Junie Hoang, the actress suing the Internet Movie Database (IMDB) for revealing her age, will see her day -- and perhaps two days -- in court next year.
Court papers filed in U.S. District Court in Seattle on Monday have set a January 7, 2013 court date for the trial. The filing indicates that the trial is expected to last one or two days.
Discovery on the trial must be completed by August 10, 2012.
Hoang -- who was born Huong Hoang but works under the stage name Junie -- is seeking $1 million from IMDB and its parent company, Amazon. She claims that the publication of her age -- which she says IMDB obtained when she used her credit card to sign up for the site's subscription service IMDB Pro -- has damaged her career prospects.
In the entertainment industry, youth is king, the suit --filed in October 2011 -- reads. If one is perceived to be 'over-the-hill,' i.e. approaching 40, it is nearly impossible for an up-and-coming actress, such as the plaintiff, to get work.
Hoang initially filed her lawsuit anonymously, but in December the judge in the case ordered her to reveal her name if she wanted the suit to continue. The actress, whose credits include 1000 Ways to Die and I Didn't Know I Was Pregnant, filed an amended complaint containing her name in January.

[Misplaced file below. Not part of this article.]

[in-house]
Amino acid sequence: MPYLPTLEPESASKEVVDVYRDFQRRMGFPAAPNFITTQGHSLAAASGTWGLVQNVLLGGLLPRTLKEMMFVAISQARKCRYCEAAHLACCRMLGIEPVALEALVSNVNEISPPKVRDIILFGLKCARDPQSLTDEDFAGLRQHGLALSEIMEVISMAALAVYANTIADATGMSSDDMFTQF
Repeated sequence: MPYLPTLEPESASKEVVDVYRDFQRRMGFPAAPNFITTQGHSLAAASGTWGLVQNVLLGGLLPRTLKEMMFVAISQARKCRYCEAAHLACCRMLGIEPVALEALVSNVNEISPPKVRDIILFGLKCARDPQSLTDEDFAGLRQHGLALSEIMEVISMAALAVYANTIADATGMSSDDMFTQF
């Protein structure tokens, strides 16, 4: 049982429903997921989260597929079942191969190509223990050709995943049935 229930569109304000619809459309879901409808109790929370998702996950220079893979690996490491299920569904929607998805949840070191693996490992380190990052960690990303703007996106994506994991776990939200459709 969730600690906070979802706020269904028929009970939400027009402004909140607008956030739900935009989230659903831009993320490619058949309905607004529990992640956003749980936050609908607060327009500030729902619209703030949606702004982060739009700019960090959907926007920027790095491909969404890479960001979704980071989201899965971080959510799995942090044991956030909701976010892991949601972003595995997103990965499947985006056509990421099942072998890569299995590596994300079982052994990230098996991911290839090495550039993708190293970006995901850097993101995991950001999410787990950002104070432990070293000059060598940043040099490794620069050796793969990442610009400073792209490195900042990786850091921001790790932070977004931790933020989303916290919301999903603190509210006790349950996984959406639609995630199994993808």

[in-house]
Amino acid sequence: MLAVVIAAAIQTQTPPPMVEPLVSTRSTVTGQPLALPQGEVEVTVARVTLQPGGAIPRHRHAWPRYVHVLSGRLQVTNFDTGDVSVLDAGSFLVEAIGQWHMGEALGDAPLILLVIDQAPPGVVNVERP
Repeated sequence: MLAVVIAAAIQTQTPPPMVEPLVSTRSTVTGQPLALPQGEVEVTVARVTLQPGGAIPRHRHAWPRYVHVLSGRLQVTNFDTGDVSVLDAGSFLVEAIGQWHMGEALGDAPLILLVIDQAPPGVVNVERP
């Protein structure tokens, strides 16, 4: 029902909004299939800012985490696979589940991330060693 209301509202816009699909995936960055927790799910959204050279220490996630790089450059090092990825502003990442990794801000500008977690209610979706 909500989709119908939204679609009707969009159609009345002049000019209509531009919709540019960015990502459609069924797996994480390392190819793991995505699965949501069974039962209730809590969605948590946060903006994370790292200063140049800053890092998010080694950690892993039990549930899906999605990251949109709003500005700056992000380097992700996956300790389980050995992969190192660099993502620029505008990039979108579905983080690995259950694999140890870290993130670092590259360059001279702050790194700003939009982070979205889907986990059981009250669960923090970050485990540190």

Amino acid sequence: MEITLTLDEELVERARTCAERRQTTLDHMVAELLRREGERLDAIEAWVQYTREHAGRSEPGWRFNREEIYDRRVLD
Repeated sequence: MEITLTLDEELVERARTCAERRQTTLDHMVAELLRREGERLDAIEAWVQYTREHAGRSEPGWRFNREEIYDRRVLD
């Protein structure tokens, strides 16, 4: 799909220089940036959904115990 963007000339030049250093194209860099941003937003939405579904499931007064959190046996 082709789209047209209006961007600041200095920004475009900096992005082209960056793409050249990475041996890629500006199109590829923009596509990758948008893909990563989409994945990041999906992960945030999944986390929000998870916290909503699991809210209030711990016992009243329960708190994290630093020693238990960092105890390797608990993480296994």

In their subsequent motion to dismiss, IMDB and Amazon called Hoang selfish and accused her of attempting to perpetrate a fraud by trying to conceal her true age.
The case has set off a robust debate about ageism in Hollywood, with many supporting Hoang's cause. The Screen Actors Guild issued a statement of support for the actress after she revealed her name.
An actor's job is to portray someone else, SAG said. When personal information, like a birthdate, is used to limit who an actor can portray, creativity is harmed, and the actor is harmed.
Pamela Chelin contributed to this report.